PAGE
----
Terraces are shallow steps built along a contour line, often on relatively steep grades. The result of terracing is very similar to the effects of a swale – water is halted in its departure from the landscape long enough to absorb a significant amount into the soil. The most common association with terracing is rice paddies. Again, terracing can be implemented in an aesthetically pleasing manner if designed consciously.

Well-established agricultural keyline design

Well-established agricultural keyline design

Keylines are shallow grooves placed into the soil with an agricultural keyline plow. They can be done on contour or at a very slight grade and serve to slow or halt runoff of water and topsoil while promoting infiltration and absorption. In the designed landscape, these can be applied in open spaces and for erosion prevention.

Parking areas can be redesigned to allow more dynamic use of the space. From nearly every point in an urban center, you can often see a parking lot or garage. These spaces are designed for a single purpose – to store our vehicles while we navigate the city otherwise. Conventionally designed parking lots currently yield 100% runoff to the existing stormwater system: gas, oil, salt, cigarette butts, and all. Whenever a space serves one single function, there is an opportunity. Here are some of those opportunities with parking lots.

Porous surfaces can be used in place of non-porous surfaces to allow increased absorption for reduced runoff on surface-level lots. These lots can be designed with porous surface materials that are recently becoming available to allow water to filter through the surface instead of into a drain.

Vegetated sections can be designed into lots that capture drainage to utilize and allow infiltration into the soil. These can be constructed on contour or in a depression to capture as much water as possible.

Parking garage redesign can reduce runoff from the building, utilizing some of the previously mentioned strategies. The first approach is the addition of a green roof to the top of the building, creating an attractive space that can become an attraction in itself and allowing for partial or complete absorption of precipitation. A second approach could be the construction of runoff areas outside of the building that capture and retain runoff. These could take the form of planted boxes that capture and utilize the runoff and provide design aesthetic to the building, with any excess runoff dripping down to the planted box at the next level. There are many other possibilities to reduce or better utilize the runoff from parking areas.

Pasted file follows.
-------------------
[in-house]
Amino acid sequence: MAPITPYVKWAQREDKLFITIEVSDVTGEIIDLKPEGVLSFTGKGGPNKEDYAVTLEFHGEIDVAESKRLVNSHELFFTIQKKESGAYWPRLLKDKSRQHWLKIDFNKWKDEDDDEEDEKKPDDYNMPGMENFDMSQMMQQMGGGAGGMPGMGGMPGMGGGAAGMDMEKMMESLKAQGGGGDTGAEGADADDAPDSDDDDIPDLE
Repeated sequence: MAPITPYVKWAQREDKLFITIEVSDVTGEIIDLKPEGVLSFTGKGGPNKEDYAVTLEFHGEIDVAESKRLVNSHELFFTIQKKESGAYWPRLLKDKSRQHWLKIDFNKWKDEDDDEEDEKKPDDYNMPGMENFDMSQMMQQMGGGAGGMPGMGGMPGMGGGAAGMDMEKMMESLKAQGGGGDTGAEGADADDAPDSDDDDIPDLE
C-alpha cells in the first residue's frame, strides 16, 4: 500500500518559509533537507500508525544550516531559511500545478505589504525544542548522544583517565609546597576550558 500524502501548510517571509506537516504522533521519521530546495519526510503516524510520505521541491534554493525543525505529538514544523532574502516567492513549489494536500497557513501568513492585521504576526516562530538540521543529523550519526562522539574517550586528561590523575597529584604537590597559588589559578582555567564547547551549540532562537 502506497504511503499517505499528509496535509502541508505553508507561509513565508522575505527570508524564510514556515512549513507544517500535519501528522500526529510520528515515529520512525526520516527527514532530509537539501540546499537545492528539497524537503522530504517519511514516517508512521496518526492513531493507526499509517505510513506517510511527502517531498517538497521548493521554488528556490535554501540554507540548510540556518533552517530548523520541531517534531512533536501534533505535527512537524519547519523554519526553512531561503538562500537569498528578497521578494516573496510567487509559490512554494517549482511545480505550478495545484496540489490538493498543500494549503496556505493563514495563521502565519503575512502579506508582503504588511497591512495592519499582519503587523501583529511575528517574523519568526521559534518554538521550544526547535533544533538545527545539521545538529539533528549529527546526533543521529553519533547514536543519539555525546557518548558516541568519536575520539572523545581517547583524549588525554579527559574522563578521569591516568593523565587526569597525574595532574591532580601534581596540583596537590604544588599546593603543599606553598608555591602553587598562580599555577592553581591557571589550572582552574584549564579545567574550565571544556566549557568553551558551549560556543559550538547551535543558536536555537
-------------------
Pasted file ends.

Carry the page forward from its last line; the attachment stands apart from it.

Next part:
There are many other ways that water can be utilized as the precious resource it is, especially in urban areas. All we need is a little creativity and understanding to revolutionize the way we view and utilize water in the city.

On the small scale these strategies will help to reduce erosion and reduce maintenance of the existing landscape by providing a resilient form of irrigation. On a large scale these strategies will enhance the health and vitality of the urban core while lessening the impact of combined sewer overflow and flooding events in waterways. Picture the enhanced greenspaces that are assisted through appropriate stormwater techniques as a giant lung that filters the dense urban air for a healthier city.

Oh, and thanks for having a glass of water with me – so refreshing. It’s as if it were life-giving!

Be sure to stay tuned for part three of this four-part series: Strategies for Suburban Stormwater Mitigation!

Ready to take action? Have other ideas? Leave a comment below and share with everyone!



We need nature as much in the city as in the countryside.

In order to endure we must maintain the bounty of that great cornucopia which is our inheritance. It is clear that we must look deep to the values which we hold.   These must be transformed if we are to reap the bounty and create that fine visage for the home of the brave and the land of the free. We need, not only a better view of man and nature, but a working method by which the least of us can ensure that the product of his works is not more despoliation.”

-Ian McHarg, Design with Nature


More Resources:

The US EPA has some great resources on understanding runoff and associated risks, along with some practices to implement as solutions.

Urban Nonpoint Source Pollution – a factsheet outlining how urban pollutants and impervious surfaces affect water systems.

Managing Urban Runoff – a list of resources to design more responsible urban runoff systems.

Green Infrastructure – an exhaustive resource of tools, training, literature, and case studies on ‘green’ design. Essentially, a bunch of different strategies to help mitigate runoff issues and other issues in urban design. Definitely worth at least a glance.

Low Impact Development (LID) – another resource outlining strategies to provide more responsible design in urban areas.


Image Credits: Flickr Nicole Yeary, Noelle Murata, Wayan Vota, eutrophication hypoxia, diane cordell, kcxd, Sheri Miklaski, Rory Hyde, edibleoffice,, Khanh Hmoong,